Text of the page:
Hitching a ride on rural markets | business | Hindustan Times
Today in New Delhi, India
Nov 20, 2017-Monday
-°C
New Delhi
  • Humidity
    -
  • Wind
    -

Hitching a ride on rural markets

As two-wheeler sales have slowed, focus on villages has kept Hero Honda in top gear, reports Samar Srivastava.

business Updated: Mar 26, 2009 01:27 IST
Samar Srivastava

At his Hero Honda Motors Ltd dealership in the agricultural town of Bonli, Girirad Prasad Gupta has kept the most important job in the family. Son Manoj Kumar is his rural sales executive.

At 28, Manoj has a weatherbeaten face. Setting off at 7 each morning, he keeps a gruelling schedule. Riding his Hero Honda bike across small towns and villages around Bonli, in Sawai Madhopur district, he meets community leaders, including the local sarpanch, school teachers, lawyers, doctors and insurance agents — anyone who plays a role in shaping buying decisions.

But unlike a regular salesman, Manoj doesn’t make an aggressive sales pitch. He is mostly content sitting and chatting. “Making a sale is great, but we aim to form a long-term relationship,” he says.

“If they don’t buy from me today, that’s fine. I need to make sure they think of me next year when they’re planning on buying a bike,” he says.

The 521 rural sales executives on the rolls of Hero Honda dealers across the country have been instrumental in making its marketing campaign, Har Gaaon Har Aangan (every village, every home), a success.

Safely ensconced in the number one spot among motorcycle makers for the past eight years, it was only in 2007 that Hero Honda decided to focus on rural areas.

Hero Honda’s rural division was formed with the aim of penetrating deeper into small towns and villages. For Hero Honda, the share of rural sales has been growing by two to three percentage points every year; rural areas make up over 40% the company’s sales.

Increased procurement prices for agricultural commodities offered by the government and the National Rural Employment Guarantee Act have put more money in the hands of rural consumers.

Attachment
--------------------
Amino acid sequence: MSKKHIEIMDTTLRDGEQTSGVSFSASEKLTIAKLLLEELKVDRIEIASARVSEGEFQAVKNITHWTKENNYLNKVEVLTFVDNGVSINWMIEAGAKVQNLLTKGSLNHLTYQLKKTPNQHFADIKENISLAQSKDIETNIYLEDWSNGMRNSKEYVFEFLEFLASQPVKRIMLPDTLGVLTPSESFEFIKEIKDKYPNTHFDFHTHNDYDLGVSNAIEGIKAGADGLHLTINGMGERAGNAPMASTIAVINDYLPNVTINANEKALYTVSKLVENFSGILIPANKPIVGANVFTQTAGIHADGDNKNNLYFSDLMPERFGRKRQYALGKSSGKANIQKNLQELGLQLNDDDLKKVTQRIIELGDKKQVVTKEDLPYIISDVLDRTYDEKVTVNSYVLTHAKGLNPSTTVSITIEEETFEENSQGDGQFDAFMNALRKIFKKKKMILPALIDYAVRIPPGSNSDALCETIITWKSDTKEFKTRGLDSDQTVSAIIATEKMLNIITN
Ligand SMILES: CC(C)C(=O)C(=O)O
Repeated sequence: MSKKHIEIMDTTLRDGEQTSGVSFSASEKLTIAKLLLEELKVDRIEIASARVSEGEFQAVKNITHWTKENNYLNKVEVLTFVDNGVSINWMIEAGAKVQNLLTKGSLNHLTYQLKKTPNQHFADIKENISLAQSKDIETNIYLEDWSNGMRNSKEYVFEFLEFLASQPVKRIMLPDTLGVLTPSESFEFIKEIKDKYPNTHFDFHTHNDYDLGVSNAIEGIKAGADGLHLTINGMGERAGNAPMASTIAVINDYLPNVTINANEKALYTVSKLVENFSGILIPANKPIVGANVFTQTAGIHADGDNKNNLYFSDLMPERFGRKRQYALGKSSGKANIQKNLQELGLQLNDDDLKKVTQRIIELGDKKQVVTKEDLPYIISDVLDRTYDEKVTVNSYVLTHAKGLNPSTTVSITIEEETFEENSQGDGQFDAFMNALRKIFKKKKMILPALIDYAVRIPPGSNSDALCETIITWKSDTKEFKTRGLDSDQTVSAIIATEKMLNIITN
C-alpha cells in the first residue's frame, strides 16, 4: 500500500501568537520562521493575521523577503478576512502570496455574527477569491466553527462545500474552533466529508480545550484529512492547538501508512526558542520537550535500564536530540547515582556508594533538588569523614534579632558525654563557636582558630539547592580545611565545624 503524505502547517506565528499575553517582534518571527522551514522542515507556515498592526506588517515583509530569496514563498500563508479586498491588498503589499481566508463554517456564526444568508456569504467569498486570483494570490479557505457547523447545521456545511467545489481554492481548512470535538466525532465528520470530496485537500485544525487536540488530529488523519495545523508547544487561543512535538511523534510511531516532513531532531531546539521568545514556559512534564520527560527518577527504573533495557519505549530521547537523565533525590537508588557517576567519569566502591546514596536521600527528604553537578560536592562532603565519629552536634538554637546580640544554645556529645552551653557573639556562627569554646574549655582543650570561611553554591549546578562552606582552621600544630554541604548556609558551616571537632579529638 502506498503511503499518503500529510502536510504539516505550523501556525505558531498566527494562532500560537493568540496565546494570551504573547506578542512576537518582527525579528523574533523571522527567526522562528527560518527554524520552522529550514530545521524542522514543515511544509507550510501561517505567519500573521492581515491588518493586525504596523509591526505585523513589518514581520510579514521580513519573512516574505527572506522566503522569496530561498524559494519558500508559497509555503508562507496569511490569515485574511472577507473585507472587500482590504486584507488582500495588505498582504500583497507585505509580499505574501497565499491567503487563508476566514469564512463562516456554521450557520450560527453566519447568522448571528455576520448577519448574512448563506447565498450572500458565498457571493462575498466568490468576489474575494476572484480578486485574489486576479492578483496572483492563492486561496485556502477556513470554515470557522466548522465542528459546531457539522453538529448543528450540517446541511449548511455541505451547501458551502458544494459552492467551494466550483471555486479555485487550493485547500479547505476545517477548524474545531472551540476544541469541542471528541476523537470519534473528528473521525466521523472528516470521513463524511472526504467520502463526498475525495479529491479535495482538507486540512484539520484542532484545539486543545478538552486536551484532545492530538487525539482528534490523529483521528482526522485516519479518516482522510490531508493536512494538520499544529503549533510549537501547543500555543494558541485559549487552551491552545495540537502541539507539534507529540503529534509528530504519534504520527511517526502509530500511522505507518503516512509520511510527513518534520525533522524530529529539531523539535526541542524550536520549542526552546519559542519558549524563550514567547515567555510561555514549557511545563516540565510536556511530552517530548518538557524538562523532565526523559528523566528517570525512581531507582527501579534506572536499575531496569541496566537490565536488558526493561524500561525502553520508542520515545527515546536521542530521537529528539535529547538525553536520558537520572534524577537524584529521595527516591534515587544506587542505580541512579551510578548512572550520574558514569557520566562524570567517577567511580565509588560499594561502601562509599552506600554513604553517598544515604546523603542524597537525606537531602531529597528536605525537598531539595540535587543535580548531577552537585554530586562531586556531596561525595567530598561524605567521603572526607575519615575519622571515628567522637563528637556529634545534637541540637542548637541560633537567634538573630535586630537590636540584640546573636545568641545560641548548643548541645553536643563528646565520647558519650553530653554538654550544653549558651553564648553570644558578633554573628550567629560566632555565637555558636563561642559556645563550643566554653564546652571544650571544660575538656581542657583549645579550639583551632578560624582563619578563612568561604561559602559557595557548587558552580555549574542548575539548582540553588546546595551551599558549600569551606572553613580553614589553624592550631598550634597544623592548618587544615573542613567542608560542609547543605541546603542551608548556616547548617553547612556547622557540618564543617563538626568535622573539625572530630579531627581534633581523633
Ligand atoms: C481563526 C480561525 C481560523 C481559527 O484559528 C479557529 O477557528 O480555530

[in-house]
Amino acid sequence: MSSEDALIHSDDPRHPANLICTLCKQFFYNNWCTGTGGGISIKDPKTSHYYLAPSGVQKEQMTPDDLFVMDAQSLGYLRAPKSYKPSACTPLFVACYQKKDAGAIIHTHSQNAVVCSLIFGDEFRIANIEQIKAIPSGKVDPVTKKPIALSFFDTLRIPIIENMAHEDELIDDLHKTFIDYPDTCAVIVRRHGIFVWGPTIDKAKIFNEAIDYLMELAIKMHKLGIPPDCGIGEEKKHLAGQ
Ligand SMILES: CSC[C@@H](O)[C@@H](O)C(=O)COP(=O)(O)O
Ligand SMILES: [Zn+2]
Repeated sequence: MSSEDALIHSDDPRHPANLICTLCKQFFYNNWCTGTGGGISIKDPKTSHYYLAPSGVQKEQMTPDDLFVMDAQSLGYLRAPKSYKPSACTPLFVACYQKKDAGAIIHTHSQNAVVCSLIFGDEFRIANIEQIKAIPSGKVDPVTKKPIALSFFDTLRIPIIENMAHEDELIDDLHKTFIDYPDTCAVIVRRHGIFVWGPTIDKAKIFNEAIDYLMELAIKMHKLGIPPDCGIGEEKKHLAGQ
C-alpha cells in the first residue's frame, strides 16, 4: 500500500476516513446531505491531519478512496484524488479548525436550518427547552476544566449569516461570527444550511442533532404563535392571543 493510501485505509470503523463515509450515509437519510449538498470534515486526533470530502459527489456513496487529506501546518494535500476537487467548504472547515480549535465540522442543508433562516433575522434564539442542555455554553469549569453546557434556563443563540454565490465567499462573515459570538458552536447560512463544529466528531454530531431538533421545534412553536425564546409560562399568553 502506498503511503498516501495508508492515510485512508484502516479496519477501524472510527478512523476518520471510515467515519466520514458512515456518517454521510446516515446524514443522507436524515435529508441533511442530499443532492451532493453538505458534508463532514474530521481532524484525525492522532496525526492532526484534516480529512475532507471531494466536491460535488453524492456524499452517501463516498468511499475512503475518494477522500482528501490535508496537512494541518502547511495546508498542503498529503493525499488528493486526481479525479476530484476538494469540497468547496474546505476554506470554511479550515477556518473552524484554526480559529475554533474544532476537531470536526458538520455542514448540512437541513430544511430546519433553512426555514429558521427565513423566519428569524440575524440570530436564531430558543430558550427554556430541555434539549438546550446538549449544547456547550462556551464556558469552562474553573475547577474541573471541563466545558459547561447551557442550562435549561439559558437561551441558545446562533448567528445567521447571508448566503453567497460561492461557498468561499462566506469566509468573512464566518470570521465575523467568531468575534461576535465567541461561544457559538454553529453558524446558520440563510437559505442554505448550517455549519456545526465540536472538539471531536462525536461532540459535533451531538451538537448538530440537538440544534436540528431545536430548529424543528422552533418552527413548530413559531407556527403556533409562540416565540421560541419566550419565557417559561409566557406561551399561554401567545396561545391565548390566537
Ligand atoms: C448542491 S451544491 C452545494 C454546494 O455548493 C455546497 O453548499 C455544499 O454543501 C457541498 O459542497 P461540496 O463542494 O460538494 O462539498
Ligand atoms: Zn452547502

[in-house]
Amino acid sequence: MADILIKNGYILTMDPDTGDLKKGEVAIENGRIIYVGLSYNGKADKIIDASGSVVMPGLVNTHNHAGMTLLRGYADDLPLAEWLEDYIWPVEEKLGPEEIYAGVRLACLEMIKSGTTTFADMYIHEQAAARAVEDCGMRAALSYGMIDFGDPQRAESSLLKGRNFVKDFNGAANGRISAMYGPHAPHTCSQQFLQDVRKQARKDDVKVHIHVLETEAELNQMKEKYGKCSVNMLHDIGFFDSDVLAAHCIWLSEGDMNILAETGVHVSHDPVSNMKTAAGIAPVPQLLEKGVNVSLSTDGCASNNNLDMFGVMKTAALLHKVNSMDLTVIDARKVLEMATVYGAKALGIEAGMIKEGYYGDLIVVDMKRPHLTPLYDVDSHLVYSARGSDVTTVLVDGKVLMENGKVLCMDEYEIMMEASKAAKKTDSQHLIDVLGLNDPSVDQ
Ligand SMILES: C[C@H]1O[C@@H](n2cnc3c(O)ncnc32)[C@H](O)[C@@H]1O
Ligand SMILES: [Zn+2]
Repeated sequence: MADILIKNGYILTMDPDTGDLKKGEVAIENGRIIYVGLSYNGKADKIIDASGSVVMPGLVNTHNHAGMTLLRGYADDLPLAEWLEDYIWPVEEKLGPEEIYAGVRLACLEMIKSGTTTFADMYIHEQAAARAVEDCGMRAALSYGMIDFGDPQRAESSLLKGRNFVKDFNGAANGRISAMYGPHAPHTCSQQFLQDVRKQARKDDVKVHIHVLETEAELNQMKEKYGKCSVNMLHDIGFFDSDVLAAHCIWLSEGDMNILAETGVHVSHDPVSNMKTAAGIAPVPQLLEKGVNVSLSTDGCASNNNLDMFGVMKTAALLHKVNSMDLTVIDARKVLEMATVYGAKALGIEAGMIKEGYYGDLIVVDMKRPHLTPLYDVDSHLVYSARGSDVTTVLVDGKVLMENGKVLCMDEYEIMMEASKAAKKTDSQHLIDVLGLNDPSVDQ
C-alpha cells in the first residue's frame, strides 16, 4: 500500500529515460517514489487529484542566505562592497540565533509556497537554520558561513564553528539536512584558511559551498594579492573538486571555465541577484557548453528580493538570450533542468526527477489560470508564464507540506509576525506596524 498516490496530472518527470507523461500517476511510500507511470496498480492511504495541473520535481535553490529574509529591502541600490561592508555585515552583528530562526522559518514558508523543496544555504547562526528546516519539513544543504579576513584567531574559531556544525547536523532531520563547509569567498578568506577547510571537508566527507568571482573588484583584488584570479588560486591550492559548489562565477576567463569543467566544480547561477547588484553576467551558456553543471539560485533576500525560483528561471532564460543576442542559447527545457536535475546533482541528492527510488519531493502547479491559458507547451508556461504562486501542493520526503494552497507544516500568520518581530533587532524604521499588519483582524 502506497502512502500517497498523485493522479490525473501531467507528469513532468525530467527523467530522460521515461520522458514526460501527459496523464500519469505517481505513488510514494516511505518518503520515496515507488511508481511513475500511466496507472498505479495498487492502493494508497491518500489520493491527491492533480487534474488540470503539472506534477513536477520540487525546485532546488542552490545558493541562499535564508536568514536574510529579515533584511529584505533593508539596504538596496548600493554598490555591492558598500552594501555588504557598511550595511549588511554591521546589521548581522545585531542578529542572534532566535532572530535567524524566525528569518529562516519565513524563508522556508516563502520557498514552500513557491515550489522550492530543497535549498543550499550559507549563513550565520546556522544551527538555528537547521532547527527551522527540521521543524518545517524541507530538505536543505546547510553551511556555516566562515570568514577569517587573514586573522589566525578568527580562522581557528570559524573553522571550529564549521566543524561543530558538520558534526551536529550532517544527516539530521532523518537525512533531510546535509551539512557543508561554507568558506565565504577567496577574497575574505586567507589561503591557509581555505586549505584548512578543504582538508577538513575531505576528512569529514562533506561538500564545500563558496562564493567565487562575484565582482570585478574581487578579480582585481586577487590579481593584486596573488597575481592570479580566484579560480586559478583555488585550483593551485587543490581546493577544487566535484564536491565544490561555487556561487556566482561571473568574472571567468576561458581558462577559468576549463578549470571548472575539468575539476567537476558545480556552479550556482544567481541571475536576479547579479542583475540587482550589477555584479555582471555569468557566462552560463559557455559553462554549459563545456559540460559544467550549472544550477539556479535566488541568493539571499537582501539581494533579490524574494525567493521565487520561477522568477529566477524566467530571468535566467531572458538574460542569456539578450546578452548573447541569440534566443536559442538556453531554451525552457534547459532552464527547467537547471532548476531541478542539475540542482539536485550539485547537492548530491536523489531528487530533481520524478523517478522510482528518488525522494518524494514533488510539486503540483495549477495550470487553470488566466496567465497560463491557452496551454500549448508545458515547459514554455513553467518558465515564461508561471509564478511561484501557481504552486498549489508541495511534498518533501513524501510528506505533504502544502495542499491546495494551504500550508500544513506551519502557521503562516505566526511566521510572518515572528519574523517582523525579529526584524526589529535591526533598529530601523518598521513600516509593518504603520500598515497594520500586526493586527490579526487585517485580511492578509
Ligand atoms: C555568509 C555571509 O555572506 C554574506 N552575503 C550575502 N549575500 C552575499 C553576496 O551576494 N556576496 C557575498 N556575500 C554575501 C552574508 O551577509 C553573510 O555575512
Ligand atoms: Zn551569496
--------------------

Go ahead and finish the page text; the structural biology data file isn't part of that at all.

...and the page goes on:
And Hero Honda is in place to take advantage of the disposable incomes. “They have positioned themselves as a rural India story,” says Ramnath S, vice-president at IDFC-SSKI Securities Pvt. Ltd. “At just the right time.”

As two-wheeler sales across the country have slowed, the focus on rural areas has kept Hero Honda in good stead. The company has grown 12 per cent this fiscal, rival Bajaj has seen sales fall by 23 per cent.

In the past two years, the company has increased the number of touchpoints, or outlets selling and servicing its bikes, from 2,000 to 3,000. This year’s target: 3,500 touchpoints.

Hero Honda’s dealerships in districts such as Sawai Madhopur are based on the so-called hub-and-spoke model. Within a district the company’s main liaison is the dealer located in the district headquarters. Under him are authorised representatives —smaller dealerships where locals can make purchases and also get their bikes serviced.

“We realized that while someone might be willing to travel 50 km to buy a bike, they don’t like to do that every time they need to get it serviced,” says Sandeep Mukherjee, sales manager at Hero Honda’s all India rural division.

Vijay Motors in Sawai Madhopur has 10 authorised representatives in the district. Sandeep Aggarwal, its owner, is constantly in touch with them, running promotional activities in villages, holding service camps and helping them tie up with banks. “Dealers understand their area the best and so we leave local activities to them,” says Akhilesh Sharma, Hero Honda’s sales manager in Rajasthan.

Aggarwal, for instance, noticed that prospective buyers would scout around in the belief that they may be able to get a better price at another dealership. To counter it, he’s put up more than 500 price lists across his district at places like tea stalls, the village tailor and the panchayat office. “It’s very important to convince village buyers that there’s no better deal available,” he says.

In adapting its model for rural India, Hero Honda has also cut costs wherever possible. At Kirni village, Aggarwal is holding a promotional event.

A few bikes have been trucked in for the day and are on display at the panchayat office. Villagers take them for test-drives. Rajendra Prasad Mangal, 29, owns a medical shop and is on a tight budget and asks which bike would be best for his needs.

Activities such as the one in Kirni have contributed to building goodwill between village folk and the company.

After waiting for almost a year, insurance agent Vishnu Kumar bought a Hero Honda Splendor Plus last month. He says the frequent service camps the company organizes at Kirni played a major role in making up his mind.

Kumar has seen his business double after he bought his Splendor. “I can now take my clients to Sawai Madhopur and back when they need to purchase their insurance policies,” he says.

More competition could give Hero Honda a run for its money. For some like Hajji Suleman Khan, working on his farmland an hour north of Sawai Madhopur, Hero Honda is now the preferred choice. Asked what attracts him to the company he says, “Sir, it’s the only name I’ve ever heard of.”